The parents of a female athlete accused of being transgender have insisted that their daughter is ‘100% woman’ while slamming her “jealous” rival.
Nandini Agasara, a 20-year-old pro athlete, took home a bronze medal for India at this year’s Asian Games in the women’s heptathlon earlier this week after scoring 5712 points in the event, spraking huge controversy over her gender.
Her victory infuriated a rival, 26-year-old Swapna Barman who also competed for India, but narrowly missed out on the podium position while seemingly accusing Nandini of being transgender in a now-deleted social media post.
Barman, who took gold at the 2018 Asian Games in Jakarta, said in her post to X, formerly Twitter: ‘I have lost my Asian Games bronze medal to transgender women at the 19th Asian Games held in Hangzhou, China.’
Nandini’s proud parents slammed her claim as a ‘lie’ while maintaining that she was born female and has remained so throughout her life.
Speaking exclusively to MailOnline, her father Yallappa, 40 said: ‘I don’t understand why anybody would say that Nandini is transgender. She is 100% a woman, and that’s the end of the matter. Anybody questioning her gender is speaking rubbish.
We are very proud of her sporting achievements and this allegation is just about her rivals being jealous. We are only focusing on the positive and are celebrating her medal. We are very proud of our girl and what she’s achieved.’
Nandini’s mother, Ayyamma, 35, fumed: ‘We don’t have time for such nonsense about Nandini being transgender. I don’t understand why people would say such things. It’s a huge thing what she’s achieved, and we are just focused on that.
‘It’s very sad that people are saying such things because life for all of us has been a struggle and this is getting overlooked by this allegation.’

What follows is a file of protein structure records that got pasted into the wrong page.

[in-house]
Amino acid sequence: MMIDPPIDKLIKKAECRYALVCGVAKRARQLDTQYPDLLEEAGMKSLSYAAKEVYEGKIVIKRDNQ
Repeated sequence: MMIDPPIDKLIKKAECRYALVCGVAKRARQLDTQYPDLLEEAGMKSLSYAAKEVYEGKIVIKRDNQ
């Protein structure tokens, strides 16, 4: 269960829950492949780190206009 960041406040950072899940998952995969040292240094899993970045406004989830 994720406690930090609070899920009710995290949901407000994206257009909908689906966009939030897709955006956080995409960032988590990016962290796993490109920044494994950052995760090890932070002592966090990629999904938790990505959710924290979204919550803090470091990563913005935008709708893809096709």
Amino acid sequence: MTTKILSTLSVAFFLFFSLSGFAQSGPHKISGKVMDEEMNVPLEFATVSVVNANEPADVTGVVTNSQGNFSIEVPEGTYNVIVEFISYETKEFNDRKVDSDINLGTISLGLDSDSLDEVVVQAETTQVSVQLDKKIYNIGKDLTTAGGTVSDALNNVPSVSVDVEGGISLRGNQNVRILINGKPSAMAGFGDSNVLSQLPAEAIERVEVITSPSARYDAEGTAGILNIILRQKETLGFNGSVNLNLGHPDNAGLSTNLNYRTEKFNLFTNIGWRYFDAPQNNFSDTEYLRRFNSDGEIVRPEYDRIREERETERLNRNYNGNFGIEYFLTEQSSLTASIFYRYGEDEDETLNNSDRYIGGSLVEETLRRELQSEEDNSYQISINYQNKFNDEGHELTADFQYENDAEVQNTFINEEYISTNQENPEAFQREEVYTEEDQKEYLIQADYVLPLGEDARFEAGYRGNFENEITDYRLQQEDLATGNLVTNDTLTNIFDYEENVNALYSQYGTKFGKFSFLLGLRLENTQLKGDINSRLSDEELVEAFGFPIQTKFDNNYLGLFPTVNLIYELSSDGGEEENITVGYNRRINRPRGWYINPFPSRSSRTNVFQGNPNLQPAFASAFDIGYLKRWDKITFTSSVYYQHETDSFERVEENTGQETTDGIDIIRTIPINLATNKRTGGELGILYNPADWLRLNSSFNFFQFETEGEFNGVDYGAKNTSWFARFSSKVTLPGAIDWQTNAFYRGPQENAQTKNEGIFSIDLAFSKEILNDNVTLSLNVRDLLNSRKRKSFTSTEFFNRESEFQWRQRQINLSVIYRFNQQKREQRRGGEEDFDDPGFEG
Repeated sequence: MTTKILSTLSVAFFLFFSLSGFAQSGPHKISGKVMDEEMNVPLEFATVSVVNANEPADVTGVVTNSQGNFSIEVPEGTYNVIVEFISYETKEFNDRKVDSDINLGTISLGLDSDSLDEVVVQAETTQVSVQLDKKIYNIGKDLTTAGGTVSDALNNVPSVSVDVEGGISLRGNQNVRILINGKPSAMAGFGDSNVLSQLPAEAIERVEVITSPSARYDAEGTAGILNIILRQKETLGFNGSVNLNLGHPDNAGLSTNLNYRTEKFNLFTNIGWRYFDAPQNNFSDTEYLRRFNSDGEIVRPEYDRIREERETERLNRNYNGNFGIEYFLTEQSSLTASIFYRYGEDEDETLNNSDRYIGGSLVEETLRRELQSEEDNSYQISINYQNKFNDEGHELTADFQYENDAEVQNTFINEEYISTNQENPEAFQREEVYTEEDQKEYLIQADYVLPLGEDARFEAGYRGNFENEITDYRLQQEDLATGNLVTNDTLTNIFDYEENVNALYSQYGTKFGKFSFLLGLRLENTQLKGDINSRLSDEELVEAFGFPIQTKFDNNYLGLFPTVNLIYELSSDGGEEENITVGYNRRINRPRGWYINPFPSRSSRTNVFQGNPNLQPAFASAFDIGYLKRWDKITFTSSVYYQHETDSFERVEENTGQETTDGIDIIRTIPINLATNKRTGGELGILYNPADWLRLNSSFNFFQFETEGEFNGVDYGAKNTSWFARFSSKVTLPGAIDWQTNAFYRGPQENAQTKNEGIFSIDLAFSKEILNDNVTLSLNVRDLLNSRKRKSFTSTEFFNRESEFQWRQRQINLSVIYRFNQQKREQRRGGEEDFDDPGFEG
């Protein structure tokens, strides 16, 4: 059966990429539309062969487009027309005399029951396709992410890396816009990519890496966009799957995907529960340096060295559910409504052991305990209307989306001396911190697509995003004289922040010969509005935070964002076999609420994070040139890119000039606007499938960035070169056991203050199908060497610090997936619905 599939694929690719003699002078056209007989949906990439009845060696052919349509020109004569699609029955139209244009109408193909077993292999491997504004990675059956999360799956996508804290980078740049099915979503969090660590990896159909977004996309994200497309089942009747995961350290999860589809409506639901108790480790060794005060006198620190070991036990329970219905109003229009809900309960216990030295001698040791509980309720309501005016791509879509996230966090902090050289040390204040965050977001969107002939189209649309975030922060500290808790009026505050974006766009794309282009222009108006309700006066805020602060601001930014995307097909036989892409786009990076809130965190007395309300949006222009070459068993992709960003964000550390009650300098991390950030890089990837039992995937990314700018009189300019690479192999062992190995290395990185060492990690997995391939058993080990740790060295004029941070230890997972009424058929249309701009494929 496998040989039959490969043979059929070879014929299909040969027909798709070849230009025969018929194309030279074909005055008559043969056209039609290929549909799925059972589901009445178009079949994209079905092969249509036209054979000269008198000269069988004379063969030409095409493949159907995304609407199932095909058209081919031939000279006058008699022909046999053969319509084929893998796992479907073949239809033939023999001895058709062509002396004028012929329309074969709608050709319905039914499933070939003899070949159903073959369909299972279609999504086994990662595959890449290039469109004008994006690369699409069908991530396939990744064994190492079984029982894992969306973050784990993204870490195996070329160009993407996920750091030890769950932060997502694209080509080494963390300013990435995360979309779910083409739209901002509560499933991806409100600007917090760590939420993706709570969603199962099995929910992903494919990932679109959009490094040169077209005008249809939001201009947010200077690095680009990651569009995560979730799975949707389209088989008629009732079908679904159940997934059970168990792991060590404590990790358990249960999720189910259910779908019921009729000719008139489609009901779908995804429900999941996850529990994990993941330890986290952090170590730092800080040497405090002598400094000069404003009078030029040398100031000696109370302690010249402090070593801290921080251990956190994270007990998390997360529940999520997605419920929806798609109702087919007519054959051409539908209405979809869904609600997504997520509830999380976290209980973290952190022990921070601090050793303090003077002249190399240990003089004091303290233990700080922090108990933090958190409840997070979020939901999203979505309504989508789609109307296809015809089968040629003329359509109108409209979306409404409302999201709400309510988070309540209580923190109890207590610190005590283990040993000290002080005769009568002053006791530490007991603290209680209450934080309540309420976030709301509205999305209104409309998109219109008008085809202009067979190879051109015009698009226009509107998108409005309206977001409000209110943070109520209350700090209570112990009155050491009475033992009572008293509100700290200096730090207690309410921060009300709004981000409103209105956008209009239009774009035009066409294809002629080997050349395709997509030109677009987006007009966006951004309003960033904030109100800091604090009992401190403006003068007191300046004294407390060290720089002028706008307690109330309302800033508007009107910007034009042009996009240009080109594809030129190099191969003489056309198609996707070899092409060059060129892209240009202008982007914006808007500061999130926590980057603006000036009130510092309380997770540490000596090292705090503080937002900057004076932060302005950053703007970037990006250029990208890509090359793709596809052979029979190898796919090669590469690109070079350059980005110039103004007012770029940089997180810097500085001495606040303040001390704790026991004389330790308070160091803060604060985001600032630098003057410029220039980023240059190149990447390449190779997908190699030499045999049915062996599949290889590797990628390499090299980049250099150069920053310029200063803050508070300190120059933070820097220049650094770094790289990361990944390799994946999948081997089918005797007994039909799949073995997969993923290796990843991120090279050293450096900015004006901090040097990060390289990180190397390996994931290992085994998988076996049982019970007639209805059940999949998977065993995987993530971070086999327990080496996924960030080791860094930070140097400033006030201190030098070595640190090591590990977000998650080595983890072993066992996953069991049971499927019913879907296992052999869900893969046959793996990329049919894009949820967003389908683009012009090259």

Mr Agasara claimed that Nandini, 20 had inherited her muscular physique from him and was also physically strong because of the family’s poor background, resulting in her having to work since she was a child to help them make ends meet.
The couple live in a small, one-bedroom house in a poor part of the city with Nandini and her two brothers.
Mr Agasara said: ‘We are from a very poor family and life has always been very hard for us. Since she was a child, Nandini has been working alongside her mother as a maid, lifting heavy things, washing clothes and doing a lot of physical work. It’s made her big and strong.
‘I’m also quite muscular and big and she’s inherited those genes from me. But she’s still a woman, she looks like a woman and the world knows that she’s a woman.’
Nandini returned from China to her home in Hyderabad on Tuesday, where a celebration party was held in her honour with friends and family in attendance.
She told MailOnline: ‘You shouldn’t judge a book by its cover. You shouldn’t judge a person by their looks.
‘I played with dolls when I was a girl and I wear saris and other traditional Indian female clothes when I attend weddings or religious occasions. I am tall and strong compared to many women but that’s because of all the physical work that I’ve had to do throughout my life to help my family.
‘When poor people achieve anything then there is always a lot of jealousy, and somebody will try to pull you down. That’s what this allegation is all about but I’m not focusing on it too much.’